Social services are set to receive an extra £300m over the
next three years to tackle bed-blocking.
Health secretary Alan Milburn announced the additional money last
week during the second reading of the Community Care (Delayed
Discharges) Bill in the House of Commons, with the intention of
providing “a positive incentive to make the system work”.
He said that an extra £100m would be transferred from the NHS
budget to social services for each of the three years of the scheme
to tackle delayed discharges.
Under the bill, social services will have to pay a hospital for the
cost of caring for any individual whose discharge has been delayed
as a result of the department failing to organise alternative care.
The measures will take effect from April.
The Local Government Association described the transfer as a
response to the growing opposition to the “fundamentally flawed,
The Association of Directors of Social Services welcomed the extra
money but stressed that it wanted to work with the Department of
Health to make sure the necessary services could be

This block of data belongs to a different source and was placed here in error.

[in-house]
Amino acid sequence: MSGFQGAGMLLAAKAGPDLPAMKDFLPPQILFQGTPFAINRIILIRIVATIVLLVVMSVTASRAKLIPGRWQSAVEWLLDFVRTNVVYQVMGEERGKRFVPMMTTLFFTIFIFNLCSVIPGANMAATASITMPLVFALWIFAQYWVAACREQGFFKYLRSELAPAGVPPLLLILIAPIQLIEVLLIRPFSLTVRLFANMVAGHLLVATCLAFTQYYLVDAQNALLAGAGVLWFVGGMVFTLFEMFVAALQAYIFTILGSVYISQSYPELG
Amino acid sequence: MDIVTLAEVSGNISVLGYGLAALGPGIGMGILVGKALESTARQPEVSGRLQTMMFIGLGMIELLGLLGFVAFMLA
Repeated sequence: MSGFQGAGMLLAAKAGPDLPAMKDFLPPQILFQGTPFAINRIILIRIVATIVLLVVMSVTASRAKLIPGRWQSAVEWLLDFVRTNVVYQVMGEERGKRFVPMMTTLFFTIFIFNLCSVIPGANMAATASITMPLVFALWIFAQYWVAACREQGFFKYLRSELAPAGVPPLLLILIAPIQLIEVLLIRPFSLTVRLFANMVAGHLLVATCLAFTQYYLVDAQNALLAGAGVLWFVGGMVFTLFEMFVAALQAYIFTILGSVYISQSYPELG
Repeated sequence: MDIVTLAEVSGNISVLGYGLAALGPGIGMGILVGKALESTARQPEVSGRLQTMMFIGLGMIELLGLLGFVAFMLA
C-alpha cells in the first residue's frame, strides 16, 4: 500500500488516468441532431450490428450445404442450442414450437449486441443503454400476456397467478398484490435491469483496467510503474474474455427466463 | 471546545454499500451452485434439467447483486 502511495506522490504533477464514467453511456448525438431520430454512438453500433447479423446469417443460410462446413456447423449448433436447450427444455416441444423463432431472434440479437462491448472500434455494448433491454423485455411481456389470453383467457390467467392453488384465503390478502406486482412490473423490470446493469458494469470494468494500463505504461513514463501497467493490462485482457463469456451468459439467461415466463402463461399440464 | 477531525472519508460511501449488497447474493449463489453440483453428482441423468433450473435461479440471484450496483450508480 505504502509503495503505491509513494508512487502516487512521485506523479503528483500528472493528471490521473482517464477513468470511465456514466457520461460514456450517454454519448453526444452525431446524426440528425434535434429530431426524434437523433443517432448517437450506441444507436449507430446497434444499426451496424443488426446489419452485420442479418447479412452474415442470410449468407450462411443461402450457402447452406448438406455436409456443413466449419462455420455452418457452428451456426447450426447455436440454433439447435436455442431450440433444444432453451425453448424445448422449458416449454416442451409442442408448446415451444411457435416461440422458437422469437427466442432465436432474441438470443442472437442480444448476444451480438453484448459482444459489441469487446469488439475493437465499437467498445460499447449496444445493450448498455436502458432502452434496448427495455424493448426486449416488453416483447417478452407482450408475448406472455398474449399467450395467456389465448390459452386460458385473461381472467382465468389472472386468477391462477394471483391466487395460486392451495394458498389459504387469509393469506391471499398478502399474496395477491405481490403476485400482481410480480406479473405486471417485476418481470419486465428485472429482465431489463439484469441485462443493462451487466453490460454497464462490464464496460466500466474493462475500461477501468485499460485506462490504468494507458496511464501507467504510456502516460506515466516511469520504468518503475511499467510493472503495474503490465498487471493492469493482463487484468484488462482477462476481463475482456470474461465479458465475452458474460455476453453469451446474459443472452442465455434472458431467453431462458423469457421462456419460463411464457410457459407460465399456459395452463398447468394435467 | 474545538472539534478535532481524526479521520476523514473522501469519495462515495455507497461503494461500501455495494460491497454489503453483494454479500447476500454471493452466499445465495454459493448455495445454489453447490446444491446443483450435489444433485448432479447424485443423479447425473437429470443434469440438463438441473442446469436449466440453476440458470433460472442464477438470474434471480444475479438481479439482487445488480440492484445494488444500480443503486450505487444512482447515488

But Jenny Stiles, deputy head of policy at older people’s charity
Help the Aged, dismissed the announcement as “stunningly
“Even with this funding, councils will not have time to invest the
extra money to improve services before the fining begins and the
system creates needless and costly bureaucracy,” she said.
During the bill’s second reading, shadow health secretary Liam Fox
said, under the proposals, local authorities would be blamed for
something that was beyond their control. “It will place new burdens
and costs on them. It is based on false assumptions. It will
increase bureaucracy and red tape, damage health and social care
relationships, produce perverse incentives and increase the
likelihood of decisions on care being taken inappropriately,” he
Liberal Democrat health spokesperson Paul Burstow added that it
would “create a blame game” between the NHS and social services,
distort priorities and leave people waiting still longer in their
homes for the care they needed.
Labour MP David Hinchliffe, chairperson of the House of Commons
health select committee, said that he fundamentally disagreed with
the bill’s principles, warning that they would prove damaging to
other government policies.